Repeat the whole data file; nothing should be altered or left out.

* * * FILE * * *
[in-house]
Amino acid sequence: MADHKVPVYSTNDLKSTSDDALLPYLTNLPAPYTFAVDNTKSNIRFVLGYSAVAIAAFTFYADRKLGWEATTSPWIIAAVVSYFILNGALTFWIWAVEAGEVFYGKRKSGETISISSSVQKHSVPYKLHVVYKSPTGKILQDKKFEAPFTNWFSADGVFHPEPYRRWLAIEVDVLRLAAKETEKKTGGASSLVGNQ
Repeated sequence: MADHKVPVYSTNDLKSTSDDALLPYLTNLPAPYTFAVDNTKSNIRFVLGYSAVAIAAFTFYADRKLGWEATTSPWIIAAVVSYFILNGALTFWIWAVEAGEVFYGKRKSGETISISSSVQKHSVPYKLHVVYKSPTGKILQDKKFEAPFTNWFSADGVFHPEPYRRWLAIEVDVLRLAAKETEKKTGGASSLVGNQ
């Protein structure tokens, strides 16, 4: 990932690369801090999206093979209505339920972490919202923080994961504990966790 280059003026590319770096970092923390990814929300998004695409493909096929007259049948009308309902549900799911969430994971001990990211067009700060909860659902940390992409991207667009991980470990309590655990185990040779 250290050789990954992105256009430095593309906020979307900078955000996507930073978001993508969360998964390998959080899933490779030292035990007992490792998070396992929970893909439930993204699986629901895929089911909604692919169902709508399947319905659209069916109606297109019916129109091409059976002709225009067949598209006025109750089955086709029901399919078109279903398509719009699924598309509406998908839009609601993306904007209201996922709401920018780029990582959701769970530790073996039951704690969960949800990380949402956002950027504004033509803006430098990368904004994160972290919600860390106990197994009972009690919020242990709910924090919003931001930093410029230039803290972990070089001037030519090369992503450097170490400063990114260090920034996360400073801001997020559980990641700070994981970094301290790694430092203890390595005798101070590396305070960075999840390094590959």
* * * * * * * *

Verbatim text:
[in-house]
Amino acid sequence: MADHKVPVYSTNDLKSTSDDALLPYLTNLPAPYTFAVDNTKSNIRFVLGYSAVAIAAFTFYADRKLGWEATTSPWIIAAVVSYFILNGALTFWIWAVEAGEVFYGKRKSGETISISSSVQKHSVPYKLHVVYKSPTGKILQDKKFEAPFTNWFSADGVFHPEPYRRWLAIEVDVLRLAAKETEKKTGGASSLVGNQ
Repeated sequence: MADHKVPVYSTNDLKSTSDDALLPYLTNLPAPYTFAVDNTKSNIRFVLGYSAVAIAAFTFYADRKLGWEATTSPWIIAAVVSYFILNGALTFWIWAVEAGEVFYGKRKSGETISISSSVQKHSVPYKLHVVYKSPTGKILQDKKFEAPFTNWFSADGVFHPEPYRRWLAIEVDVLRLAAKETEKKTGGASSLVGNQ
């Protein structure tokens, strides 16, 4: 990932690369801090999206093979209505339920972490919202923080994961504990966790 280059003026590319770096970092923390990814929300998004695409493909096929007259049948009308309902549900799911969430994971001990990211067009700060909860659902940390992409991207667009991980470990309590655990185990040779 250290050789990954992105256009430095593309906020979307900078955000996507930073978001993508969360998964390998959080899933490779030292035990007992490792998070396992929970893909439930993204699986629901895929089911909604692919169902709508399947319905659209069916109606297109019916129109091409059976002709225009067949598209006025109750089955086709029901399919078109279903398509719009699924598309509406998908839009609601993306904007209201996922709401920018780029990582959701769970530790073996039951704690969960949800990380949402956002950027504004033509803006430098990368904004994160972290919600860390106990197994009972009690919020242990709910924090919003931001930093410029230039803290972990070089001037030519090369992503450097170490400063990114260090920034996360400073801001997020559980990641700070994981970094301290790694430092203890390595005798101070590396305070960075999840390094590959």